Another Look at the Seeker Friendly Church

Another Look at the Seeker Friendly Church

PT 2I recently read an article about seeker friendly churches which basically stated that seekers are no longer seeking.

In the article the author sighted a recent Pew Research Center study that reveals that most Americans do not attend church regularly, and that more and more Americans have no religious affiliation at all. Actually, this segment has grown from 15 to 20 percent in the last five years alone. Among those ages 18-29, the unaffiliated equals 32 percent of the population, and of this group, 88 percent state that they are not looking for any religion that would be right for them.

Unfortunately, the author seemingly went on to say that churches need to continue on with pretty much more of the same, just repackaged.

I guess my question is where is this seeker sensitive, reinvention of the church leading us? As a pastor who has not embraced the seeker friendly church model I have found all this seeker sensitive emphasis to be troubling in a number of ways.

First of all let me say right off that I am not an advocate of throwing out the baby with the bath water. The knee jerk reaction is to dismiss everything about something we do not necessarily agree with, but this is not what I am suggesting.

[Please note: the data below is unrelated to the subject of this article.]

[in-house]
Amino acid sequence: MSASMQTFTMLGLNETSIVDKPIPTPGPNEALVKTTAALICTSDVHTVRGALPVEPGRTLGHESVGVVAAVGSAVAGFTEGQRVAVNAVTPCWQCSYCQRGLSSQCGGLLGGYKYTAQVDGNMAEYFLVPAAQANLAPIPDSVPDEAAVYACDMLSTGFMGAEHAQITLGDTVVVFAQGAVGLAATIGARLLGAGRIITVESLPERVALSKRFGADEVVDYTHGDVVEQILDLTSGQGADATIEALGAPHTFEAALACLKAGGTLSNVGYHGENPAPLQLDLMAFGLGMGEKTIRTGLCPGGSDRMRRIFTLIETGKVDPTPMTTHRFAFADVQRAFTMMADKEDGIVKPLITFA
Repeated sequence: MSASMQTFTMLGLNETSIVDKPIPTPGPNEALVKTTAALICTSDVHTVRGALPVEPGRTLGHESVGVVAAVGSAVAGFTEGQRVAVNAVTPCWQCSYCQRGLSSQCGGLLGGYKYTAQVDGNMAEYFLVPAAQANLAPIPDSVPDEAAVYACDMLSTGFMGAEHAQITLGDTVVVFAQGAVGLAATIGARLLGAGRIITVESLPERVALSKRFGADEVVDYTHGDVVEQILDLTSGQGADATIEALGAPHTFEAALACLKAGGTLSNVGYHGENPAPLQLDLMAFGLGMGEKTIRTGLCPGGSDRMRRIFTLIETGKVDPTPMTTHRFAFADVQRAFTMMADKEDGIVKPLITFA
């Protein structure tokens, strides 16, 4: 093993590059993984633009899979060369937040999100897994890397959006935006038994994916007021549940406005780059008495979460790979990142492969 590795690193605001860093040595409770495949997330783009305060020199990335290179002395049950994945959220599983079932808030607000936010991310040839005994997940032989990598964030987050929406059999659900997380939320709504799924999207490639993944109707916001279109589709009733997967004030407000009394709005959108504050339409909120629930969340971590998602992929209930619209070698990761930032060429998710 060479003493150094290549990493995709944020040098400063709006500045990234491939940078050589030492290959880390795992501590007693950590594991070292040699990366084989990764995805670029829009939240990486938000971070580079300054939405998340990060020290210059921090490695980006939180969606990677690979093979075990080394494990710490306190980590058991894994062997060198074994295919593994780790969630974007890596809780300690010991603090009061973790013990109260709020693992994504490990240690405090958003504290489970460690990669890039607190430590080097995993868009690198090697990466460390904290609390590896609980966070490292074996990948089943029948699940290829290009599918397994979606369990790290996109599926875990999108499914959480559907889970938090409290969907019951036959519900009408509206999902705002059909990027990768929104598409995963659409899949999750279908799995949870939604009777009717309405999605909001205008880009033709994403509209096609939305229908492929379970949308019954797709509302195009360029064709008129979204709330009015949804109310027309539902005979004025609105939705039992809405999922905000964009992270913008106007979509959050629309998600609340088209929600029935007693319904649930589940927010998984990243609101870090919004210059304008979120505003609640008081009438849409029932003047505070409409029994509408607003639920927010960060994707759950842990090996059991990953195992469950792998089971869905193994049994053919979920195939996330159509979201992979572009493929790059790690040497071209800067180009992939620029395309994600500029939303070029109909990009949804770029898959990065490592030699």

I believe the intentions of seeker friendly pastors is sincere, and well intended, and to some degree successful in drawing people to church. This is a good thing. Especially since churches in the United States have a tendency to become introverted and neglect the reaching of the lost as time goes by. Seeker friendly churches are good at reaching out to people, and inviting them into relationships, and fellowship, and should be commended for this.

With this said let me share what I see as some of the problems with this approach to ministry.

The message can get muddied in the methods. Far too many churches that have embraced the seeker sensitive model of church have watered down the word of God. Most of their messages revolve around life enrichment themes that appeal to the egocentrism of our times. This can too easily result in a man centered message rather than a God centered one, where subjects like hell, sin an repentance are altogether avoided.

Come out and be separate. Rather than calling the believer to a life set apart from this culture, the seeker friendly church seems to at least imply that we need to make the church more attractive to the culture by creating an atmosphere more like a night club, so as to make the seeker feel more comfortable.